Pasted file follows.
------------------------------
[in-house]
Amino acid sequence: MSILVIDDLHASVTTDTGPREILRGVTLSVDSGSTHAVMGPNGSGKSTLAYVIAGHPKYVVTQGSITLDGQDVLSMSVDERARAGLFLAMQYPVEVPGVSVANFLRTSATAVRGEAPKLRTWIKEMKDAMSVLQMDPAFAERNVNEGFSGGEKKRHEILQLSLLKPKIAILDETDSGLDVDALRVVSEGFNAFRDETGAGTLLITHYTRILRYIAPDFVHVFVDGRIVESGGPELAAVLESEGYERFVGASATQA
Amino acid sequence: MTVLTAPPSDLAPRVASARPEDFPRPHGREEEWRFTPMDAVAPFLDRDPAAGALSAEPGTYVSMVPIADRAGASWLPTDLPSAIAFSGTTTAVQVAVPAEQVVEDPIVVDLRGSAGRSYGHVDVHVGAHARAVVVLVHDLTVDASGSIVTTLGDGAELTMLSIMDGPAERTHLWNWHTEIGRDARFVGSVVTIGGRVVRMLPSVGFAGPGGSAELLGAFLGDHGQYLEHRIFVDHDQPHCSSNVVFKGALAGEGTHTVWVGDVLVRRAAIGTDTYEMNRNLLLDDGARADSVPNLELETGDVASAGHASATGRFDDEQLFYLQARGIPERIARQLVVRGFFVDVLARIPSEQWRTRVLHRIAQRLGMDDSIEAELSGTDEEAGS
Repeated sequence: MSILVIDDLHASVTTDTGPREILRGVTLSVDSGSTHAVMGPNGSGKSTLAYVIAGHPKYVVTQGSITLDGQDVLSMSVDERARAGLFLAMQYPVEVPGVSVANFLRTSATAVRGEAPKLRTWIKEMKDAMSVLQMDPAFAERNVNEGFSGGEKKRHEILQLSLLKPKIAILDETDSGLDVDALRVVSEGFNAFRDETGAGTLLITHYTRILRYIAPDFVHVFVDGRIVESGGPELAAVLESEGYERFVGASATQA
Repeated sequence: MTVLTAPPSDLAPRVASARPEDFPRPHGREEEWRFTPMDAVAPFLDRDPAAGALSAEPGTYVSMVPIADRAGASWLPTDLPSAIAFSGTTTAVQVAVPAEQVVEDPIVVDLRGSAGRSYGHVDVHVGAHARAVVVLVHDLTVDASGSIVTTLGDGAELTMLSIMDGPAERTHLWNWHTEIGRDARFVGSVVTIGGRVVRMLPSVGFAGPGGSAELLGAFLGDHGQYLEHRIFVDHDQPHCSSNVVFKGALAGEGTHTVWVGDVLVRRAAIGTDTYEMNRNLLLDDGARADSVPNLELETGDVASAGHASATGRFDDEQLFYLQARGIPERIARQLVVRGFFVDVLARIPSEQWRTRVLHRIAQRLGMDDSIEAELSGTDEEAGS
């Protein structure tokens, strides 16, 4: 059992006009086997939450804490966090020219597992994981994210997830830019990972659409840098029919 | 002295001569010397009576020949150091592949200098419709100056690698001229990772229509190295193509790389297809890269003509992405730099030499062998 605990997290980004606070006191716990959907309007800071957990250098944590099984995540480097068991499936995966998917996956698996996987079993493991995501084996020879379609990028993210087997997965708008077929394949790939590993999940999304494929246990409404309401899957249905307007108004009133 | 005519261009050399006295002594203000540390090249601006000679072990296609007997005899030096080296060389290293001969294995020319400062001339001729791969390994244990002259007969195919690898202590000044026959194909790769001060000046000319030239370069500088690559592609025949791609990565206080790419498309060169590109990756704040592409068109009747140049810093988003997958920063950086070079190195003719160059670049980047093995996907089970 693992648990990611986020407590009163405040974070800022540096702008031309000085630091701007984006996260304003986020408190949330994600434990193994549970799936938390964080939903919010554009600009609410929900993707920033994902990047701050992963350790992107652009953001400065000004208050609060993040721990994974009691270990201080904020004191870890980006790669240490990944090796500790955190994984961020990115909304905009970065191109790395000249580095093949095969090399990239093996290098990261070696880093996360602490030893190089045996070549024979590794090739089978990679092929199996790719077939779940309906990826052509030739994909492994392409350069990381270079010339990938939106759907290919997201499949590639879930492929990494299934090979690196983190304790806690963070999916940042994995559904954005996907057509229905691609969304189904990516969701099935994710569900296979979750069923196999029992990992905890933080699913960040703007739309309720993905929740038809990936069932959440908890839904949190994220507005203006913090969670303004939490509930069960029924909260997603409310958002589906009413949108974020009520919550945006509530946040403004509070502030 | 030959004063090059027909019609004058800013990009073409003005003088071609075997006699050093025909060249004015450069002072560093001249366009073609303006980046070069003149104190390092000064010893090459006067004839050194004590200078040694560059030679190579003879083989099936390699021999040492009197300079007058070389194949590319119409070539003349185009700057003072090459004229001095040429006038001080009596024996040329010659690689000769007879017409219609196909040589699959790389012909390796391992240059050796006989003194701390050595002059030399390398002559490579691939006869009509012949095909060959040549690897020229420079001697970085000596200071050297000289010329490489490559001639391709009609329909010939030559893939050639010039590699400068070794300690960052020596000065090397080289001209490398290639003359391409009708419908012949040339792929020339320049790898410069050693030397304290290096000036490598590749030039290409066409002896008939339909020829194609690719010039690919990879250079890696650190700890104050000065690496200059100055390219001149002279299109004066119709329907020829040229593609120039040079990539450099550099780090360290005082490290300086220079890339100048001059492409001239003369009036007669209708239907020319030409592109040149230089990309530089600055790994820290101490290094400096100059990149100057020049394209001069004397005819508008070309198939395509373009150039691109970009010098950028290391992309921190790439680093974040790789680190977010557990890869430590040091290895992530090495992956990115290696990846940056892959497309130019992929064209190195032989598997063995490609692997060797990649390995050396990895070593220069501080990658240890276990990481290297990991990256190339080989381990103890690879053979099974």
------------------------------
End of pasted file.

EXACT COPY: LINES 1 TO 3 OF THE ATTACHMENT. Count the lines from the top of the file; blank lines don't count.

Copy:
[in-house]
Amino acid sequence: MSILVIDDLHASVTTDTGPREILRGVTLSVDSGSTHAVMGPNGSGKSTLAYVIAGHPKYVVTQGSITLDGQDVLSMSVDERARAGLFLAMQYPVEVPGVSVANFLRTSATAVRGEAPKLRTWIKEMKDAMSVLQMDPAFAERNVNEGFSGGEKKRHEILQLSLLKPKIAILDETDSGLDVDALRVVSEGFNAFRDETGAGTLLITHYTRILRYIAPDFVHVFVDGRIVESGGPELAAVLESEGYERFVGASATQA
Amino acid sequence: MTVLTAPPSDLAPRVASARPEDFPRPHGREEEWRFTPMDAVAPFLDRDPAAGALSAEPGTYVSMVPIADRAGASWLPTDLPSAIAFSGTTTAVQVAVPAEQVVEDPIVVDLRGSAGRSYGHVDVHVGAHARAVVVLVHDLTVDASGSIVTTLGDGAELTMLSIMDGPAERTHLWNWHTEIGRDARFVGSVVTIGGRVVRMLPSVGFAGPGGSAELLGAFLGDHGQYLEHRIFVDHDQPHCSSNVVFKGALAGEGTHTVWVGDVLVRRAAIGTDTYEMNRNLLLDDGARADSVPNLELETGDVASAGHASATGRFDDEQLFYLQARGIPERIARQLVVRGFFVDVLARIPSEQWRTRVLHRIAQRLGMDDSIEAELSGTDEEAGS